Of course, Winter here at the farm didn’t follow close on the heels of Spring, as the time gap between my last posting and this one might suggest. Nor did I fall off the edge of the earth, or give up farming, or run away to the big city. I just got a bit submerged is all, in the work and projects and animal husbandry as the growing season progressed, and lost the thread of storytelling here on the blog. The convenience and simplicity of Facebook updates turned into a lazy habit, and the discipline of composing anything longer than a paragraph simply vanished. Faded away like fog in morning sunlight.
Along with so many other people, I hope to use the New Year as a springboard for getting back to doing things I love, but have let slip out of my regular routine. Like writing here. So let’s get on with the story…
It took awhile for winter to arrive this year. Seemed like Fall just didn’t want to give up and let go; the temps stayed unseasonably warm through most of November, with very little rain. It was great weather for Bear’s usual visit, he doesn’t really like cold and stormy, it interferes with his projects out in the shop. This year he wore short sleeves until the last few days he was here, and never had to hole up inside by the fire with sniffles or a cold as has happened in the past.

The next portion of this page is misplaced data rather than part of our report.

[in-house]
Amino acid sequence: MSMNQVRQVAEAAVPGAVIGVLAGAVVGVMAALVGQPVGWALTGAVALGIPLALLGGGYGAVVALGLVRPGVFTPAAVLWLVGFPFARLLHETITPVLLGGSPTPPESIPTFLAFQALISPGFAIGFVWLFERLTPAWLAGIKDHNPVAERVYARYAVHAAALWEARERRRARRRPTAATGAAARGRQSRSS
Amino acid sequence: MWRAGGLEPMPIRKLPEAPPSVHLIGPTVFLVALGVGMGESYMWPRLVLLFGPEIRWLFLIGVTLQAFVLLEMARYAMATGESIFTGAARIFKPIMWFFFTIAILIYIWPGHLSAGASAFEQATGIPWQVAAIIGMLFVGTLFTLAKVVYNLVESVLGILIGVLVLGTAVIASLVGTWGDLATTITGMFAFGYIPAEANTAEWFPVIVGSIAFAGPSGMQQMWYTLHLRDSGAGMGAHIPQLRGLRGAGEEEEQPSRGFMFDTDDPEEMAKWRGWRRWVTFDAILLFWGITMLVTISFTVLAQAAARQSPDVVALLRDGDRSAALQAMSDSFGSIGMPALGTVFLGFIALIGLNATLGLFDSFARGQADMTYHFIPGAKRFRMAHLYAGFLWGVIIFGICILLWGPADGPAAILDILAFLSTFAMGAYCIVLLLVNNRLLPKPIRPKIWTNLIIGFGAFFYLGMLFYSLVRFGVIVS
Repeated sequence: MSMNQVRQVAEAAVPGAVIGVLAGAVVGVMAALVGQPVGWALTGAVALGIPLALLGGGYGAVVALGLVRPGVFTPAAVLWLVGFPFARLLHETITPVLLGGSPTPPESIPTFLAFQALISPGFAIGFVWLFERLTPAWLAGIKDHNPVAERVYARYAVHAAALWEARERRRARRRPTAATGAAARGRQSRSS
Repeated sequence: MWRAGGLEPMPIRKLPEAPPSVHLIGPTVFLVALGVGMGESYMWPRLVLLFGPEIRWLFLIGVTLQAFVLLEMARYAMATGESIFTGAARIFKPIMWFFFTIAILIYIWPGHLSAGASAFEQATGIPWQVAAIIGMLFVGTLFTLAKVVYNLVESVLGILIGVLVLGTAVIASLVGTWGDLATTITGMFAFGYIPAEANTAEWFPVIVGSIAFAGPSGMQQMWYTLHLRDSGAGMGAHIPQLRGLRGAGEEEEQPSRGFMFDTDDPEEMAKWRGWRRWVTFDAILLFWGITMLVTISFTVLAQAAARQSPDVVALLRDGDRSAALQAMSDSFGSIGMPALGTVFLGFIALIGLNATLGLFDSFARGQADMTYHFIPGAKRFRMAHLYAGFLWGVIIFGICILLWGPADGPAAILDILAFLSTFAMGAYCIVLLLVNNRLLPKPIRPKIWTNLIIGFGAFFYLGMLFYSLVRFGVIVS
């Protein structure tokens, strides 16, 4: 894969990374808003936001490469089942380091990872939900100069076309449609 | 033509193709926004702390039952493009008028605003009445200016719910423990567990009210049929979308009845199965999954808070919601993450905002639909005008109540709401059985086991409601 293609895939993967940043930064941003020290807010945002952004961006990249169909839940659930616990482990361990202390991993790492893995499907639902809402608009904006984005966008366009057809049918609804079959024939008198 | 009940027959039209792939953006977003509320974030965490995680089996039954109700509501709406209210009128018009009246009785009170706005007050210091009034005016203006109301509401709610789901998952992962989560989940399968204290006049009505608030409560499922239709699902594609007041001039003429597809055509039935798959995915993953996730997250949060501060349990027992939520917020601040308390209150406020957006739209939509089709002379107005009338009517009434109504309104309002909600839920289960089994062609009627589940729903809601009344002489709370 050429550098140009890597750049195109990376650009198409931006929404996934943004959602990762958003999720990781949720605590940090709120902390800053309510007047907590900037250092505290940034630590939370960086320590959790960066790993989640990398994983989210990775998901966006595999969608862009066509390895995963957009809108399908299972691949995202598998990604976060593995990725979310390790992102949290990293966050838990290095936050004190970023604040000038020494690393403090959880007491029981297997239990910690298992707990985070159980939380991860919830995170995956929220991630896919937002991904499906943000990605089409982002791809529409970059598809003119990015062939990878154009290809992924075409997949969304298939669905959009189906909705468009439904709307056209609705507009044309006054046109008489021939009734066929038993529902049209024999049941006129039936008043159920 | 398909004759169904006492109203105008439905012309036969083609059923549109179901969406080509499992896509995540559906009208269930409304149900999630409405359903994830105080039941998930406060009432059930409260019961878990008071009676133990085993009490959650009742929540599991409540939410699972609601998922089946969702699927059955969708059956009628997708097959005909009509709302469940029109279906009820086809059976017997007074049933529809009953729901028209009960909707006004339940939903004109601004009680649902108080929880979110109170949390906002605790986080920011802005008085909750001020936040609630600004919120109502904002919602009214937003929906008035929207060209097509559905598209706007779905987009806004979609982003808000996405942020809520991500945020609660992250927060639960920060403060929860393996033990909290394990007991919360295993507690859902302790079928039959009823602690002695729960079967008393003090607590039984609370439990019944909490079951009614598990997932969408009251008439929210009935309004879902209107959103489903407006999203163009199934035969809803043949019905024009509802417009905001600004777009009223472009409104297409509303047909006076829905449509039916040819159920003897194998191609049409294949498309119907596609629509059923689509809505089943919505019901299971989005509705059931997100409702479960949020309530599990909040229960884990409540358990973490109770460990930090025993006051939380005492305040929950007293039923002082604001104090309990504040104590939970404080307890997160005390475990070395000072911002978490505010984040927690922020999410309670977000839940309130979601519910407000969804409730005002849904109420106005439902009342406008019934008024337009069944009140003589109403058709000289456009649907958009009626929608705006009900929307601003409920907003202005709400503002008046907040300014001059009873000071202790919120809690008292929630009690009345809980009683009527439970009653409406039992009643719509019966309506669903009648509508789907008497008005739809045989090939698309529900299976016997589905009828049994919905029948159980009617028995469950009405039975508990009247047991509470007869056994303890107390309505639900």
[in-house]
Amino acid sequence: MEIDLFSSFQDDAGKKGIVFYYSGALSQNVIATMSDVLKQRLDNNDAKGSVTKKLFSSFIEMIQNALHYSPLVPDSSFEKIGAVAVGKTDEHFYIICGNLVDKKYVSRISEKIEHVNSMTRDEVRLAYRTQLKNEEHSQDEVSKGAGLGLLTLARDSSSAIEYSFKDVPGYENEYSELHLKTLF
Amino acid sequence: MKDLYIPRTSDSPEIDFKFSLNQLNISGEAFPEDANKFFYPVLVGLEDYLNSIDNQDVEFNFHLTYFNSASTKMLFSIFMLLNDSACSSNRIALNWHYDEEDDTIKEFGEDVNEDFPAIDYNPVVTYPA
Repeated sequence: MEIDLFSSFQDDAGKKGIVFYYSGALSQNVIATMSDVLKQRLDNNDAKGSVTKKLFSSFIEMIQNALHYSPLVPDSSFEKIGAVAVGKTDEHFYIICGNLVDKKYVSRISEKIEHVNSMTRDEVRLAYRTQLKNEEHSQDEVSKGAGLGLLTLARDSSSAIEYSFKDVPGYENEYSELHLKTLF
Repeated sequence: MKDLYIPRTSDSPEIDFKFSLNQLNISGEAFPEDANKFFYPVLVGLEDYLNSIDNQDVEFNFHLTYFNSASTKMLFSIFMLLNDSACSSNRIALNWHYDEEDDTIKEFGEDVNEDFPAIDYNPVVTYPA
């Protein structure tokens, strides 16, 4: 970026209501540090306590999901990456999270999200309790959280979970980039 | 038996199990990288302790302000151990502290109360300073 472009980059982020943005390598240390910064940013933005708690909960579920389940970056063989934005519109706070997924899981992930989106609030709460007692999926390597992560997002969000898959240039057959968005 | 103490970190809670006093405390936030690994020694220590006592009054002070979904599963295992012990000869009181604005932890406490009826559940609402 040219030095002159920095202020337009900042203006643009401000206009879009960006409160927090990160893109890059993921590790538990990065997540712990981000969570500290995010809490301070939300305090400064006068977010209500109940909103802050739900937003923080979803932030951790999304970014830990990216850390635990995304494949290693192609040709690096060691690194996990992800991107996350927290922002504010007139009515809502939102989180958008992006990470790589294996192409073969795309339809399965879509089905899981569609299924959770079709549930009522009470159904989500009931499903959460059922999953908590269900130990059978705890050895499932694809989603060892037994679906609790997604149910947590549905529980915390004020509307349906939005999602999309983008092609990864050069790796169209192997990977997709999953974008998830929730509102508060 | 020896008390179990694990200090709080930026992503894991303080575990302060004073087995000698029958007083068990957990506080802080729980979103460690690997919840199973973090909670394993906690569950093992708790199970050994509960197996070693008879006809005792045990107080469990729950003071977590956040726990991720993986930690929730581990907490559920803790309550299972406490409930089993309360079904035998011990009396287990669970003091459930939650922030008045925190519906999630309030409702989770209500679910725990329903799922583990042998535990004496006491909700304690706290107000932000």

And I was very grateful for every extra day of good working weather, using them to catch up on winter prep like filling the woodshed and stuffing another load of horse hay into the hay shelter. Glad I did, too, because this last week, Old Man Winter arrived with a crash and a bang, bringing freezing temps and icy rain and the first snowfall to south-central Kentucky.
Now the focus is on keeping livestock fed and watered, and trying not to fall behind on maintenance chores like removing manure in the horse yards, and spreading it on the pastures. Keeping a good supply of split wood in the shed. Catching up on office work and farm business. Staying healthy, positive and motivated.
It’s hard to say if this winter will be a rough one with lots of snow and cold. The old-timers around here talk a lot about winters being much more rugged when they were young – deep snows, more frequent storms, bitter cold temperatures. I’ve lived and worked in northern Colorado, so I’m no stranger to wintry weather, but it does make everything a little harder, especially on a farm.
And a little harder every year I get older, too. Though I am learning a thing or two every year that makes things go easier, that’s gotta help balance out the aging factor, right?
So let’s see if I can keep the story going this time, because there’s an awful lot of good stuff happening here at the farm and this blog is a great way to journal our progress.
Until next time, then.